The X64 Chip Makers Show Financial Improvement in Q4
Published: January 22, 2008
by Timothy Prickett Morgan
The X64 processor duopoly, which is comprised mostly of Intel and Advanced Micro Devices, is humming along despite the displeasure Wall Street has for both companies and the issues facing AMD as it tries to get its quad-core "Barcelona" processors into the field. Both companies reported their most recent financial results, for the fourth quarter of 2007, last week, and Intel clearly is firing on all cylinders again. AMD is still tinkering with the engine after a pretty good run from 2003 through 2005.
But there was no winning for most of the public companies that make up the stock indexes of the world, and Intel, which is a component of the Dow Jones Industrial Average in the United States, took its lumps as part of the Dow because of uncertainty in the economy. And to make matters worse, Intel helped spur on that uncertainty when the company's top brass said they were cautious about sales in the first quarter of 2008 and throughout this year.
In the fourth quarter of 2007, Intel's overall revenues rose by 10.5 percent to $10.7 billion, and because of the expanded sales and cost cutting, operating income more than doubled to $3 billion. Net income rose by 51 percent to $2.3 billion, and earnings per share rose by 46 percent to 38 cents per share. This puts Intel in the kind of performance window that Wall Street expects. So you’d think investors would be happy. Not so. Intel's stock was hammered last week, dropping from the $23 or so a share it was trading at before the financial results for Q4 were announced down to around $19 as we got to press on Monday afternoon.
One of the reasons why Wall Street was so upset is that sales were off expectations--$88 million lower than the midpoint of consensus estimates, even though Intel set new record highs for processor and chipset shipments in Q4; Intel broke records for the full year, too. In the Digital Enterprise Group, which makes chips and chipsets for servers, PCs, and workstations, processor sales came to $4.33 billion, up 12.3 percent, with chipset and motherboard sales up 8 percent to $1.41 billion. The Mobility Group, which makes processors and chipsets for laptops, notebooks, and other portable computers, had processor sales of $2.99 billion, up 12 percent, with chipset sales of $1.12 billion, up 20.9 percent. Intel's other product lines posted sales of $866 million, and had an operating loss of $771 million.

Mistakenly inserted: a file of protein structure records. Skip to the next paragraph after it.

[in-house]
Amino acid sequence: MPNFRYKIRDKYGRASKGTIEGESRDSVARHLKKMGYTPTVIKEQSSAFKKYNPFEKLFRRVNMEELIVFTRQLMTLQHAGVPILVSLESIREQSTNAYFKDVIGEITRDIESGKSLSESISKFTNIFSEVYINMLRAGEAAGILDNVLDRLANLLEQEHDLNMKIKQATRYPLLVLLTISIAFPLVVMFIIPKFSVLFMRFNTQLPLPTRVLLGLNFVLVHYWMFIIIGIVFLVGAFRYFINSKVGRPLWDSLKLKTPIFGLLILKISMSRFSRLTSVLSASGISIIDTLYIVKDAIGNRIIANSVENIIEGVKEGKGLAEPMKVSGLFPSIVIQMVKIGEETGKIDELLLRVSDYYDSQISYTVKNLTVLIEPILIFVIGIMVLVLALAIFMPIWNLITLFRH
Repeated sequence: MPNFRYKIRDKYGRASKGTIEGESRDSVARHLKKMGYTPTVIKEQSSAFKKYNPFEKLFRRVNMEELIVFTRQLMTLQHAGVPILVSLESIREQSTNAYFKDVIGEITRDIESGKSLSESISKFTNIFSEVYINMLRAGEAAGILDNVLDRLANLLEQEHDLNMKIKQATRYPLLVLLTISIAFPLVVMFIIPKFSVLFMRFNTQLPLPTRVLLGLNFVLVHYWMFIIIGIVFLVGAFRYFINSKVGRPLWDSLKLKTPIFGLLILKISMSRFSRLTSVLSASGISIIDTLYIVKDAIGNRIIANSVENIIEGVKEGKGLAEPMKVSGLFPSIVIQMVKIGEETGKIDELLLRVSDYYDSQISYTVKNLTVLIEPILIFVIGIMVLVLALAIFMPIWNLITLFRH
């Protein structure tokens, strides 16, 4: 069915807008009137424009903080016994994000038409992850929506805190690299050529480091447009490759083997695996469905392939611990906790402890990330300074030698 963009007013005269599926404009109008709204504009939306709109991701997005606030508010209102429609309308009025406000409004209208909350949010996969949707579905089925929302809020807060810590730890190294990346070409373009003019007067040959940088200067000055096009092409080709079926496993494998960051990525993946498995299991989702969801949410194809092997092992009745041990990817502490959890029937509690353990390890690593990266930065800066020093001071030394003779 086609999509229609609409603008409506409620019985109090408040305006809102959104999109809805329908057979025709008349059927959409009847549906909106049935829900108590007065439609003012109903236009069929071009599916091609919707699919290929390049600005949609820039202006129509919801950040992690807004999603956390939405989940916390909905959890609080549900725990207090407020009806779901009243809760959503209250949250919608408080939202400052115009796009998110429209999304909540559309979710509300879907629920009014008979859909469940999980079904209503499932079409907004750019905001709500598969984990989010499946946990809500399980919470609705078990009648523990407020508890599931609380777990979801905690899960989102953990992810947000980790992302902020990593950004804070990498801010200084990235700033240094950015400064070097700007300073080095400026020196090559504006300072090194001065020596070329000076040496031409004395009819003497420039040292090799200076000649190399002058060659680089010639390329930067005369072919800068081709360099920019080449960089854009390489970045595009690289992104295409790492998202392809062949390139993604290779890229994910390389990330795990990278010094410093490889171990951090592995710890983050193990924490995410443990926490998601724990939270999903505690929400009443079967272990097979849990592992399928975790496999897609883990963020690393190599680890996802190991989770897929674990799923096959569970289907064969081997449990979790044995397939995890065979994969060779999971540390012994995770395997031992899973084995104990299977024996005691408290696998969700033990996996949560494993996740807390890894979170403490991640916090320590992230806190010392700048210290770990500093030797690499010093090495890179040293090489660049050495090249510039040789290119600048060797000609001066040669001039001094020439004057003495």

Intel is doing very well in servers, particularly because AMD is struggling. "Our server business had a great fourth quarter as we shipped a record number of processors," explained Paul Otellini, Intel's chief executive officer. "We experienced strong double-digit revenue growth in the fourth quarter, both on a sequential basis as well as year over year reflecting the strength of our quad core Xeon processor family. Our new core MicroArchitecture MP platform called Caneland exceeded our ramp and conversion targets for the quarter."
This is all good news, if you are Intel. What seemed to upset Wall Street is that Stacy Smith, Intel's chief financial officer, said that Intel's plan for sales in the first quarter of 2008 would be somewhere between $9.4 billion and $10 billion, which represents a 10 percent sequential decrease if you do the math against the midpoint of those two numbers and the quarter just finished. The trouble is that, historically, Intel usually only sees a 7 percent sag in sales moving from Q4 of one year to Q1 of the next. Moreover, Intel's gross profits are still below the 60 percent-plus level it enjoyed in days gone by, and there is no indication those days are coming back.